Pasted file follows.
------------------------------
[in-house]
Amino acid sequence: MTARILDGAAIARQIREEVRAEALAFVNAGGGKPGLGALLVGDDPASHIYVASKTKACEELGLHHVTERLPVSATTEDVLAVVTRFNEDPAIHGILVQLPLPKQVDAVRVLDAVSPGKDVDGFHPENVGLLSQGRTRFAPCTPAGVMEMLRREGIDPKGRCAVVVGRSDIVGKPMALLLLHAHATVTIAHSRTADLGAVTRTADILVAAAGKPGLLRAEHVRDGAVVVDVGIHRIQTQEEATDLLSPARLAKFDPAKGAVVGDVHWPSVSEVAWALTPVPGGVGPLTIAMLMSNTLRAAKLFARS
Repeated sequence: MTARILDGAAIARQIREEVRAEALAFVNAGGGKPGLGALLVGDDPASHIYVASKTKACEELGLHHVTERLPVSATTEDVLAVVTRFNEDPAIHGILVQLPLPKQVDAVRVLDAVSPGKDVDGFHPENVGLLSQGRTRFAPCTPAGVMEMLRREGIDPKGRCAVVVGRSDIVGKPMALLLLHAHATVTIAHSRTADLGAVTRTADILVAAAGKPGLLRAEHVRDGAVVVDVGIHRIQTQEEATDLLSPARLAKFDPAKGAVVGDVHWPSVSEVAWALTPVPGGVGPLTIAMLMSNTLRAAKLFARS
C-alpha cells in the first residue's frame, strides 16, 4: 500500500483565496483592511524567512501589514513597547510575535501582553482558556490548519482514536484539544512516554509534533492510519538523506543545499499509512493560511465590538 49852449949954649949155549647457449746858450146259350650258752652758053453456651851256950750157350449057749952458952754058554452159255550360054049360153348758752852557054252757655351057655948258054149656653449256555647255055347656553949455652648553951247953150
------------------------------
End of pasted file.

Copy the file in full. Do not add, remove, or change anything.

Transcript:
[in-house]
Amino acid sequence: MTARILDGAAIARQIREEVRAEALAFVNAGGGKPGLGALLVGDDPASHIYVASKTKACEELGLHHVTERLPVSATTEDVLAVVTRFNEDPAIHGILVQLPLPKQVDAVRVLDAVSPGKDVDGFHPENVGLLSQGRTRFAPCTPAGVMEMLRREGIDPKGRCAVVVGRSDIVGKPMALLLLHAHATVTIAHSRTADLGAVTRTADILVAAAGKPGLLRAEHVRDGAVVVDVGIHRIQTQEEATDLLSPARLAKFDPAKGAVVGDVHWPSVSEVAWALTPVPGGVGPLTIAMLMSNTLRAAKLFARS
Repeated sequence: MTARILDGAAIARQIREEVRAEALAFVNAGGGKPGLGALLVGDDPASHIYVASKTKACEELGLHHVTERLPVSATTEDVLAVVTRFNEDPAIHGILVQLPLPKQVDAVRVLDAVSPGKDVDGFHPENVGLLSQGRTRFAPCTPAGVMEMLRREGIDPKGRCAVVVGRSDIVGKPMALLLLHAHATVTIAHSRTADLGAVTRTADILVAAAGKPGLLRAEHVRDGAVVVDVGIHRIQTQEEATDLLSPARLAKFDPAKGAVVGDVHWPSVSEVAWALTPVPGGVGPLTIAMLMSNTLRAAKLFARS
C-alpha cells in the first residue's frame, strides 16, 4: 500500500483565496483592511524567512501589514513597547510575535501582553482558556490548519482514536484539544512516554509534533492510519538523506543545499499509512493560511465590538 49852449949954649949155549647457449746858450146259350650258752652758053453456651851256950750157350449057749952458952754058554452159255550360054049360153348758752852557054252757655351057655948258054149656653449256555647255055347656553949455652648553951247953150